Operation Crossbow
by Michael Anderson




FOREIGN TITLES & RELEASE DATES

UK (Empire Theatre) - May 19, 1965 - Operation Crossbow - 116'
USA (New York City, Music Hall) - April 1, 1965 - Operation Crossbow - 116'
France (Paris) - September 1, 1965 - Opération Crossbow
West Germany - September 2, 1965 - Geheimaktion Crossbow
Italy - December 17, 1965 - Operazione Crossbow
Spain - 1966 - Operación Crossbow



American poster British poster Spanish poster French poster


PLOT

Second World War, 1942. Winston Churchill assigns a member of the Intelligence Service to pro vide him with detailed information concerning the preparation of special bombs and missiles on the part of the Germans. Three young men are trained to be parachuted beyond enemy lines, where they will assume the identity of three technicians who disappeared a short time before, and work in the secret German factories in order to sabotage the factories and obtain information. One of the men, Robert, is arrested because of a crime committed by the technician whose identity he has assumed; the other two, instead, manage to penetrate the secret base. They sacrifice their own lives to allow British planes to bomb the base by opening the launching hatches of the missiles which are ready for imminent action. (Enrico Lancia)
Story: from a short story by Duilio Coletti and Vittoriano Petrilli
.


FILMING LOCATIONS

Holkham, Abingdon, London (UK)
MGM British Studios, Borehamwood (UK)


Filming dates: November 1964


MAIN CAST

George Peppard (Lt. John Curtis)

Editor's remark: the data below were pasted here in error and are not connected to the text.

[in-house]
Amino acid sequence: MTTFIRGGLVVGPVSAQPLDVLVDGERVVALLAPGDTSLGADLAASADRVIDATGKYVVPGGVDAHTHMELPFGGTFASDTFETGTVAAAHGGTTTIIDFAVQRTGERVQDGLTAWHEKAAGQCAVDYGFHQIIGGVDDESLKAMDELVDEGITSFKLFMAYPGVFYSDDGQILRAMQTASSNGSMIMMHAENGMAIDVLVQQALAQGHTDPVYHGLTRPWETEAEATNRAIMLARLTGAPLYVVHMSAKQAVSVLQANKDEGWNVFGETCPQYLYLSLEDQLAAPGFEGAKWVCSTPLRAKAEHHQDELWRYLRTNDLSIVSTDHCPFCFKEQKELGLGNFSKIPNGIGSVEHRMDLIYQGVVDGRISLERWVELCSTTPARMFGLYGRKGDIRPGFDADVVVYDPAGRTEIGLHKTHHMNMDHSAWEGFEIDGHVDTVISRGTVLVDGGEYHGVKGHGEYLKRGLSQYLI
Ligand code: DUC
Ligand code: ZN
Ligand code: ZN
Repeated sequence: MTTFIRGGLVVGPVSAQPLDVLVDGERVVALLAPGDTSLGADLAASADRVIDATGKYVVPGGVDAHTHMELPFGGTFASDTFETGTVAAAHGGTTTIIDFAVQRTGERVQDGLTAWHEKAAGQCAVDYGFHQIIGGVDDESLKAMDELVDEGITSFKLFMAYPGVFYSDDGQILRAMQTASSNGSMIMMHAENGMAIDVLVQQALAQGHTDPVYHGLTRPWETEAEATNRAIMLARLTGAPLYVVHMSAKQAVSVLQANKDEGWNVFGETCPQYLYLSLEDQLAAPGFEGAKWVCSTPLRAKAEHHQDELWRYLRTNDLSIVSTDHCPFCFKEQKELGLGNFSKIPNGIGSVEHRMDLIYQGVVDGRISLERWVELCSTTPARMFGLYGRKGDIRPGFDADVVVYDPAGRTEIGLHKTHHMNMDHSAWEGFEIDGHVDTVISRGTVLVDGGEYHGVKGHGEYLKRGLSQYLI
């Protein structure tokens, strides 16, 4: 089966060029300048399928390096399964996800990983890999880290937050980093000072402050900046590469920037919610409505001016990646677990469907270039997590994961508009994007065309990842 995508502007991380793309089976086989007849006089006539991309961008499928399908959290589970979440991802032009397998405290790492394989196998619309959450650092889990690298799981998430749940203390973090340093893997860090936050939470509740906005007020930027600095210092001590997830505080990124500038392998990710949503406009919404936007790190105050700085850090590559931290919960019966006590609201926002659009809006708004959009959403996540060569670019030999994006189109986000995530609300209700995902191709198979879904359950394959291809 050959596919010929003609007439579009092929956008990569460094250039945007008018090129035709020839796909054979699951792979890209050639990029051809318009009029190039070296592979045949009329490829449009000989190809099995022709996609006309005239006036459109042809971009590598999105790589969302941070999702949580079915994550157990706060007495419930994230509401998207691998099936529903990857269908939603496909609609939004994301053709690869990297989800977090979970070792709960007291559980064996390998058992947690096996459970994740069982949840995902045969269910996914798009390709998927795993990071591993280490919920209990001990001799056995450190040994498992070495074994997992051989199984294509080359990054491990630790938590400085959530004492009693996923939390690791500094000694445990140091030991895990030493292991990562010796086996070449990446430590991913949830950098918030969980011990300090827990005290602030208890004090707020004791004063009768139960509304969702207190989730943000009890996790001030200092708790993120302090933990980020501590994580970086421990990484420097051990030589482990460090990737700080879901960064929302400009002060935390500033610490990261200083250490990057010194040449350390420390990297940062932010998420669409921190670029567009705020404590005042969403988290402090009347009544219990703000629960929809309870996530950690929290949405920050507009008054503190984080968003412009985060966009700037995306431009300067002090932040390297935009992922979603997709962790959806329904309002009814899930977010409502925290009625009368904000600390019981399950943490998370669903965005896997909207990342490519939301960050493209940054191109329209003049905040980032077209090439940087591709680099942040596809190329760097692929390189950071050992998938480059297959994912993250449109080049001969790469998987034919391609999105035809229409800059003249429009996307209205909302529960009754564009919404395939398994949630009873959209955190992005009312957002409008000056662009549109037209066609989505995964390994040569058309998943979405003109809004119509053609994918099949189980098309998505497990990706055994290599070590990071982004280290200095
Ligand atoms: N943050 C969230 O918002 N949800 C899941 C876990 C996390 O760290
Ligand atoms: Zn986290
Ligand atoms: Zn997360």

Jeremy Kemp (Phil Bradley)
Tom Courtenay (Robert Hendshaw)
Trevor Howard (Professor Lindemann)
Sophia Loren (Nora)
Anthony Quayle (Bamford)



CREDITS

Photography:
(Metrocolor, Panavision):
Erwin Hillier
Art direction:
Elliot Scott
Music:
Ron Goodwin
Still photographer:
Curt Gunther, Tazio Secchiaroli
Production:
Carlo Ponti

NOTES

Sophia plays a marginal role which is unsuited for her. She appears in the movie for about ten minutes as her character is killed in the middle of the movie.

After its premiere in the US garnered a lukewarm reception, MGM tried changing the title to The Great Spy Mission, believing that the word "operation" in the original title might lead people to think it was a medical film, a genre which wasn't doing well at the box office in the mid-1960s. (TV Guide)

Sophia's voice is dubbed by Rita Savagnone (Italy), María Luisa Solá (Spanish), Marion Degler (German).

QUOTES AND REVIEWS 

"What is Sofia Loren doing there?"
Il Corriere Lombardo (21 oct 1965)

"The widow is played intensely by a black-wigged Sophia Loren."

Bosley Crowther, New York Times (2 apr 1965)

"There are no minor roles. The interest a character has in not based on the the duration he or she appears on the screen.
I was interested in mine because it showed the worthlessness of war."

Sophia Loren

"Miss Loren has a brief but unforgettable part as the widow of the agent whose identity Peppard borrows."
Alan Ward, Oakland Tribune, 12 aug 1965




Copyrights for all photos belong to their respective owners.
© Excelsior Communication - 2007


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